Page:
Recently I have received an email from Elspeth Olson, the librarian and archivist for the American Bookbinders Museum in San Francisco, California. The museum explores the culture and tools of bookbinding, from its earliest forms to the changes and innovations of the industrial revolution. They also share stories of people who worked in binderies.
Our permanent exhibit features 19th-century bookbinding techniques and tools to illustrate the changes in the trade that occurred with the advent of mechanized production. In addition, we have rotating exhibit spaces to feature other topics, such as women in bookbinding or the impact of the Florence Flood of 1966 on restoration and conservation.
Because we are still a relatively young institution, I am writing to ask for your help, if you’re willing to give it. We have a small but growing collection of library and archival resources that we are able to make available for displays and researchers of every stripe. In the past year, we have received inquiries of many types, including high school students doing school projects, individuals conducting family history research, and professionals and hobbyists looking for assistance in identifying newly-acquired tools.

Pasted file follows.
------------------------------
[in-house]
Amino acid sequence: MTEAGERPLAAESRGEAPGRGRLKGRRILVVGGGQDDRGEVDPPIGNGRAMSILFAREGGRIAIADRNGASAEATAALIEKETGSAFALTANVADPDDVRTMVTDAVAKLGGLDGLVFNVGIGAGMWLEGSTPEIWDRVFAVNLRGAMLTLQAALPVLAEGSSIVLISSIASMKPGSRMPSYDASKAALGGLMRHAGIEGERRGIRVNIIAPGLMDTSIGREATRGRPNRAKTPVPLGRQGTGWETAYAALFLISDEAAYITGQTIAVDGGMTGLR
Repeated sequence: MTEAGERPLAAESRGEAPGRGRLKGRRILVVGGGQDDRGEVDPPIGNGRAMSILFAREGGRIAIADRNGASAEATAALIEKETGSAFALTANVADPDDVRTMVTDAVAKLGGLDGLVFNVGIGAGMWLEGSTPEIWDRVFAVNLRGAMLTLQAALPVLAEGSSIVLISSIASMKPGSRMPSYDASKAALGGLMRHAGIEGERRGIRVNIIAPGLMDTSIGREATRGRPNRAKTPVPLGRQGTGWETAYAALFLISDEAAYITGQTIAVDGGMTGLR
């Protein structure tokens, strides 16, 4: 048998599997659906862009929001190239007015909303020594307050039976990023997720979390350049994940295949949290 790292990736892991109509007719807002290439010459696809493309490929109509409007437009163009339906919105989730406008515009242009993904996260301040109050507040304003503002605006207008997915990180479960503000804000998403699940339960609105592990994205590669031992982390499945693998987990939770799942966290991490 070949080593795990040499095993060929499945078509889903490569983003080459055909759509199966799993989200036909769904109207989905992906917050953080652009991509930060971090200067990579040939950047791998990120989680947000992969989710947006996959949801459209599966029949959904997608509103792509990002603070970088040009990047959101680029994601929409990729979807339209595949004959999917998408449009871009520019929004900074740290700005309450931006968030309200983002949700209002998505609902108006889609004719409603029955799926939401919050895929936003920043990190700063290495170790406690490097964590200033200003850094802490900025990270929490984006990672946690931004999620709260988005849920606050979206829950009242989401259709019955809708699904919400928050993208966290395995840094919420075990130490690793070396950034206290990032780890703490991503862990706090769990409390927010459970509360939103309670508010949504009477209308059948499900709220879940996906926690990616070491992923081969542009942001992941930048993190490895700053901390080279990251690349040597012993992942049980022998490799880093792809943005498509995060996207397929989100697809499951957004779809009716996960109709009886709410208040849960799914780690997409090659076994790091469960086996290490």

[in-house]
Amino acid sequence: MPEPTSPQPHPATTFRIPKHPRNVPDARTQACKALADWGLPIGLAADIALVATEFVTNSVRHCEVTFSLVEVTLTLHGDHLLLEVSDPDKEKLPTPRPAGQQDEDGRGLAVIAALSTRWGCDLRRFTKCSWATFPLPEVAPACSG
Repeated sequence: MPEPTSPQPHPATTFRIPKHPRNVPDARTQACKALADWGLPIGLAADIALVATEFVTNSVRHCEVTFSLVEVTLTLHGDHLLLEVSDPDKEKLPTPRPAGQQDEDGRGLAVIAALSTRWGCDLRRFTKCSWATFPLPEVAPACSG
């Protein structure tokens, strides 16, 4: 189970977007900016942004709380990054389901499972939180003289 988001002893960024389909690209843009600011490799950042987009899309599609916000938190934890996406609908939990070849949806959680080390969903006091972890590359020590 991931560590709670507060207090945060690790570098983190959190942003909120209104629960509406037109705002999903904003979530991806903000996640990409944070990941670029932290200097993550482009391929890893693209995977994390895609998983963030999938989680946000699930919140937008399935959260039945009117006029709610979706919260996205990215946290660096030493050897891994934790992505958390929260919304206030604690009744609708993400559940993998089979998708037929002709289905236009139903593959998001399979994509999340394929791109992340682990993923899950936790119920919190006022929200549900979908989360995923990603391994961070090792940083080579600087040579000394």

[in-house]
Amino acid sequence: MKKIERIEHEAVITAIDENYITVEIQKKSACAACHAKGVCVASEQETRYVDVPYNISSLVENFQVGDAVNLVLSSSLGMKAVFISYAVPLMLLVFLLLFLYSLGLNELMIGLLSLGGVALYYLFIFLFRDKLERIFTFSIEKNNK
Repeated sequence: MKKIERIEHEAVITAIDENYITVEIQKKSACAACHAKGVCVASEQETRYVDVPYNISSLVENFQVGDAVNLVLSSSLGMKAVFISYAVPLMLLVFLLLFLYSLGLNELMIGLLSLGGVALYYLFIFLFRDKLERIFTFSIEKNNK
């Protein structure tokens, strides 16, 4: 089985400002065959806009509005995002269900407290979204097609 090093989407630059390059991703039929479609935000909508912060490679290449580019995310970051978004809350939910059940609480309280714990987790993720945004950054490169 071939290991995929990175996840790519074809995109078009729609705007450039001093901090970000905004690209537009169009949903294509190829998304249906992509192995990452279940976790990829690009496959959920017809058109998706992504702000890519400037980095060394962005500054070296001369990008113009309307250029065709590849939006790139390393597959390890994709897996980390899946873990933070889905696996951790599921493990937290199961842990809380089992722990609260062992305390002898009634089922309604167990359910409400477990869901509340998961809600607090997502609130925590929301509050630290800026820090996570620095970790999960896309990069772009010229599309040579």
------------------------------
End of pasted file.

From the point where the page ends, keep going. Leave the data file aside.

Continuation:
I would like to continue growing our collection to reflect binderies and binders both in America and elsewhere in the 20th and 21st centuries. Are there documents, ephemera, or samples you’d like to see stored in an archival-quality research collection? If you have copies to spare, can you share some photographs with us of you and any assistants at work in your shop? Please tell us who you are, what you’re making, and what tools you’re using.
It’s clear from the communities with whom we have interacted both in person and online that book production is still a vibrant world, and we would love to build up that aspect of our collection.
It would be really nice if you can help the museum in any way.
You can reach Elspeth via email: [email protected]
American Bookbinders Museum
355 Clementina St.
San Francisco, CA 94103
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